Social Science Research Network (SSRN)

The Dangers of Popular Constitution-Making


Across the Middle East and North Africa, corrupt dictatorships are currently being swept away with astonishing speed. To fulfill the democratic promise of this wave of authoritarian collapse, these nations must build political systems committed to pluralism, the rule of law, and representative government. The adherence to written constitutional rules that structure and limit the exercise of political power is central to this mission. But how can these countries transform written constitutional rules into a “respect-worthy” form of higher law that can actually limit the power of government? Or, in other words, how can these countries make new democratic constitutions “matter”?

The scholarly answer focuses on the process of constitution-making. It argues that written constitutional rules “matter” when they are drafted and ratified during a period of extraordinary popular mobilization. In this process of “popular constitution-making,” constitutional drafting and ratification necessarily involves irregular mechanisms of extraordinary popular mobilization, such as extra-parliamentary constitutional conventions and referendums. By operating outside the rules and institutions of ordinary politics, the people will be able to act in their sovereign capacity as the “constituent power.” In this constituent position, the people themselves become the author of constitutional rules, maximizing the democratic “legitimacy”of these rules and transforming them into a form of higher law.

Popular constitution-making is grounded on the belief that a successful process of constitution-making must be separated from ordinary politics. This view is so deeply ingrained that a recent article found that “nearly all the normative and positive work on constitutions proceeds from the assumption that constitutional politics are fundamentally different in character from ordinary politics.” In constructing a normative agenda for post-authoritarian constitution-making, scholars and commentators have drawn on this belief to encourage new democracies to deploy extraordinary popular mechanisms such as constitutional conventions and referendums in their constitution-making process.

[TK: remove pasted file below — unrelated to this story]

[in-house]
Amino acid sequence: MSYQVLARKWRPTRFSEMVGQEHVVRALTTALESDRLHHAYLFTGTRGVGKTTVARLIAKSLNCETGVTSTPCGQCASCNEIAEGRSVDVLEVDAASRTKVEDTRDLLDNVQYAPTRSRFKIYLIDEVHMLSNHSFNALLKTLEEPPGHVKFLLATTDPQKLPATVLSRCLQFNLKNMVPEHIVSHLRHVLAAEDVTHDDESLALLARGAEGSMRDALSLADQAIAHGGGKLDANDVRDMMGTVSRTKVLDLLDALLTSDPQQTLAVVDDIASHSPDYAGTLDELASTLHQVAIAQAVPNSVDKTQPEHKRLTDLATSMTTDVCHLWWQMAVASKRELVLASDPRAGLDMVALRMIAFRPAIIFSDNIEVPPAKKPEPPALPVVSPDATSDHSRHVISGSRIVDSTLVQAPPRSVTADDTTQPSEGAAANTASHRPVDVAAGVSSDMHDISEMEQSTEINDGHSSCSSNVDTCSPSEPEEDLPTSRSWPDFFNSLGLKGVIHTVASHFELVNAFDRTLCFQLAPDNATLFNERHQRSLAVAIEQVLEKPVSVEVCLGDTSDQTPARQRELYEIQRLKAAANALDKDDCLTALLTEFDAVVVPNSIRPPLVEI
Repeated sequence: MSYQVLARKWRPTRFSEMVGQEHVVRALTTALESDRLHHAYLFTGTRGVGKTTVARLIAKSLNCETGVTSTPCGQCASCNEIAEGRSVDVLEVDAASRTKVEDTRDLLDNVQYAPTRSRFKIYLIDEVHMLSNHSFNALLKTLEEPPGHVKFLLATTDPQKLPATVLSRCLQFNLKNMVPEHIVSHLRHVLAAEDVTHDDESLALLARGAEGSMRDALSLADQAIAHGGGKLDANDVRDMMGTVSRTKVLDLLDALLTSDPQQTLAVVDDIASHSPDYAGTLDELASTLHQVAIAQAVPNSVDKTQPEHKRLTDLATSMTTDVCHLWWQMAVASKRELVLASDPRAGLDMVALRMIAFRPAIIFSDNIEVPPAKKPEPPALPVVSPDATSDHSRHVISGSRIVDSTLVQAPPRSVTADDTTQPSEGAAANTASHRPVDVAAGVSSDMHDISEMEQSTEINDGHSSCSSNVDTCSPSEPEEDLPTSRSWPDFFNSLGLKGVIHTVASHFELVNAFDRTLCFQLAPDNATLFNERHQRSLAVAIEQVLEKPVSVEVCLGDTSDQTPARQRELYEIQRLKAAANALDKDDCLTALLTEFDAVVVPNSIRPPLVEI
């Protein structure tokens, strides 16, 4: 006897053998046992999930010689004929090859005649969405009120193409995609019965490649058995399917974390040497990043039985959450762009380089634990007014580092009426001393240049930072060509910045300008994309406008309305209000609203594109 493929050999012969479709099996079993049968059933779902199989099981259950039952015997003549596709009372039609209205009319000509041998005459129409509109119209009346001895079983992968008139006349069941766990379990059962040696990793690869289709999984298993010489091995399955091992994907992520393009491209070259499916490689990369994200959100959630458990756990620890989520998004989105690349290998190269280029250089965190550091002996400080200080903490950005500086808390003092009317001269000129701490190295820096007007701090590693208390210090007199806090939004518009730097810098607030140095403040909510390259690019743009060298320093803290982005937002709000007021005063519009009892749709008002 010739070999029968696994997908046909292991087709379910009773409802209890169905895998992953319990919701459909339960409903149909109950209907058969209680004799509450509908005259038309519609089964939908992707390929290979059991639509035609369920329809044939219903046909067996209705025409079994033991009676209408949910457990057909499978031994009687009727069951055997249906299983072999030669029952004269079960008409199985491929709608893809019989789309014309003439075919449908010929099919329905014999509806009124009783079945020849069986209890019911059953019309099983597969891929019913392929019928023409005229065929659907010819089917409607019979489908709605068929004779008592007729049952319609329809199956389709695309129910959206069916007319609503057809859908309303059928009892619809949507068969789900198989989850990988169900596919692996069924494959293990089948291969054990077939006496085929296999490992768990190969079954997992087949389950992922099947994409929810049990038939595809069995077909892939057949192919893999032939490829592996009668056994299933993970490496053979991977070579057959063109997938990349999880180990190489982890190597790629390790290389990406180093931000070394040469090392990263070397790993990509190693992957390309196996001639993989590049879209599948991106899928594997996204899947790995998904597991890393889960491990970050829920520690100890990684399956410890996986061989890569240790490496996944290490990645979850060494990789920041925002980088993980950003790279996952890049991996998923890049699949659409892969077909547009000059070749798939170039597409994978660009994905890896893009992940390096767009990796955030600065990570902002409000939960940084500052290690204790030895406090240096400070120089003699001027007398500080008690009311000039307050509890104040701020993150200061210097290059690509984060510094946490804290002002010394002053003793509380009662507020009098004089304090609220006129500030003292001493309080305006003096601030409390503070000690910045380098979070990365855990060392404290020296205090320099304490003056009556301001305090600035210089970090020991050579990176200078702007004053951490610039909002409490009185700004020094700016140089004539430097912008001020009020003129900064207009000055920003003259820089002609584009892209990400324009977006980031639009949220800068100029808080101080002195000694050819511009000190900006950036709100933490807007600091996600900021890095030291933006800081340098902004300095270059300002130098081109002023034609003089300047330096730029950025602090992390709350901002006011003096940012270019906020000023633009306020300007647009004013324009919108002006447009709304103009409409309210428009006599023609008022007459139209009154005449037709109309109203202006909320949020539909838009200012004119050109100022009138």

The experience of constitution-making in post-Communist Europe and Asia, however, challenges this scholarly consensus. First, many Central and Eastern European post-Communist countries have established strong systems of constitutional review without using popular mechanisms to draft and ratify their constitutions. Instead, they used inherited, Communistera institutions and related rules to draft their new constitutions, a process that Andrew Arato calls “parliamentary constitution- making.” In these countries, “constitutional change was so closely associated with political change that it implied a constitutional politics not readily distinguishable from ordinary politics.” The relative success of this form of parliamentary constitution-making in building constitutional orders that limited political power and protected individual rights has led some scholars to formulate a new “legal” model for democratic constitutional adoption.

Second, and more disturbingly, the mechanisms and rhetoric of popular constitution-making have not produced constitutions that limit the concentration of power and protect individual liberty in the post-Communist world. Instead, irregular popular mechanisms like referendums and constitutional conventions have helped charismatic presidents unilaterally impose authoritarian constitutions on society. As Stephen Holmes and Cass Sunstein describe it, “the greater role granted to popular referenda and extra-parliamentary authorities, the less constitutionalism matters as a political force.”

This article will explore why popular constitution-making has led to constitutional dictatorship. Part I will detail the theoretical underpinnings of popular constitution-making. Part II will describe how many Eastern European countries rejected popular constitution-making and instead drafted new constitutions through ordinary political processes and within the preexisting legal system. Part III will demonstrate how popular constitution-making has helped undermine constitutionalism by providing opportunities for charismatic politicians with little desire for constitutionally-limited government to appeal to the people. Claiming to be the agent of the people, these charismatic figures were then able to justify their decisions to sidestep parliamentary opposition and push through “authoritarian constitutions” that concentrated vast power in their own hands. Part IV will conclude by stressing the importance of stable rules and institutions in constraining the constitution-making process.